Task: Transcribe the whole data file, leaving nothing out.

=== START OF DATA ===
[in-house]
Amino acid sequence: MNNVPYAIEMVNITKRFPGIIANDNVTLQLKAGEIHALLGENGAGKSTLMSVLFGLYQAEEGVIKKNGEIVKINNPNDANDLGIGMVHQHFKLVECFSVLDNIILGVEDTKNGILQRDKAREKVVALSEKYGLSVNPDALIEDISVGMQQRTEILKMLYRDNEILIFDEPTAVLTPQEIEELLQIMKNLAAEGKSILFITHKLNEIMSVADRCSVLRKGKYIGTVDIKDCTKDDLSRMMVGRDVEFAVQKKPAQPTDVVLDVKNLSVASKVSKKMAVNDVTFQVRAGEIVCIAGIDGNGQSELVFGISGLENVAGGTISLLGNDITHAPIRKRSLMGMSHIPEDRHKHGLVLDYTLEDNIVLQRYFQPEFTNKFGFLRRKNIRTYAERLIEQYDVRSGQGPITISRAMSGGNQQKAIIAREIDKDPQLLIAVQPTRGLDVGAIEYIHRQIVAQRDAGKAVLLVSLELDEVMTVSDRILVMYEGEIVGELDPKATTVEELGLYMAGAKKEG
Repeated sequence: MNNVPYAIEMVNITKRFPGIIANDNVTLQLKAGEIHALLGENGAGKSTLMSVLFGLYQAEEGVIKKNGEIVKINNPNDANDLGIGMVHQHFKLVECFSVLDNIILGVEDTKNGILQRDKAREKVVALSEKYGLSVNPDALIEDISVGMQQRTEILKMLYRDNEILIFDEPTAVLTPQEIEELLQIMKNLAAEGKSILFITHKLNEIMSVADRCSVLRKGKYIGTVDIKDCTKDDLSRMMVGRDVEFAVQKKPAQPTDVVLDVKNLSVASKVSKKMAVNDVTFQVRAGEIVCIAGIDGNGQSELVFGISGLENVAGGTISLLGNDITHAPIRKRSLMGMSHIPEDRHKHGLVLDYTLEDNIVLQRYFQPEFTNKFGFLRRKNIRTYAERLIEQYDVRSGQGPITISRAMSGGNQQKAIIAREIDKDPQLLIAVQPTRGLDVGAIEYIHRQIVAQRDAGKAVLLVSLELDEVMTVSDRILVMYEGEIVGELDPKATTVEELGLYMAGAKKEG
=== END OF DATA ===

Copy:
[in-house]
Amino acid sequence: MNNVPYAIEMVNITKRFPGIIANDNVTLQLKAGEIHALLGENGAGKSTLMSVLFGLYQAEEGVIKKNGEIVKINNPNDANDLGIGMVHQHFKLVECFSVLDNIILGVEDTKNGILQRDKAREKVVALSEKYGLSVNPDALIEDISVGMQQRTEILKMLYRDNEILIFDEPTAVLTPQEIEELLQIMKNLAAEGKSILFITHKLNEIMSVADRCSVLRKGKYIGTVDIKDCTKDDLSRMMVGRDVEFAVQKKPAQPTDVVLDVKNLSVASKVSKKMAVNDVTFQVRAGEIVCIAGIDGNGQSELVFGISGLENVAGGTISLLGNDITHAPIRKRSLMGMSHIPEDRHKHGLVLDYTLEDNIVLQRYFQPEFTNKFGFLRRKNIRTYAERLIEQYDVRSGQGPITISRAMSGGNQQKAIIAREIDKDPQLLIAVQPTRGLDVGAIEYIHRQIVAQRDAGKAVLLVSLELDEVMTVSDRILVMYEGEIVGELDPKATTVEELGLYMAGAKKEG
Repeated sequence: MNNVPYAIEMVNITKRFPGIIANDNVTLQLKAGEIHALLGENGAGKSTLMSVLFGLYQAEEGVIKKNGEIVKINNPNDANDLGIGMVHQHFKLVECFSVLDNIILGVEDTKNGILQRDKAREKVVALSEKYGLSVNPDALIEDISVGMQQRTEILKMLYRDNEILIFDEPTAVLTPQEIEELLQIMKNLAAEGKSILFITHKLNEIMSVADRCSVLRKGKYIGTVDIKDCTKDDLSRMMVGRDVEFAVQKKPAQPTDVVLDVKNLSVASKVSKKMAVNDVTFQVRAGEIVCIAGIDGNGQSELVFGISGLENVAGGTISLLGNDITHAPIRKRSLMGMSHIPEDRHKHGLVLDYTLEDNIVLQRYFQPEFTNKFGFLRRKNIRTYAERLIEQYDVRSGQGPITISRAMSGGNQQKAIIAREIDKDPQLLIAVQPTRGLDVGAIEYIHRQIVAQRDAGKAVLLVSLELDEVMTVSDRILVMYEGEIVGELDPKATTVEELGLYMAGAKKEG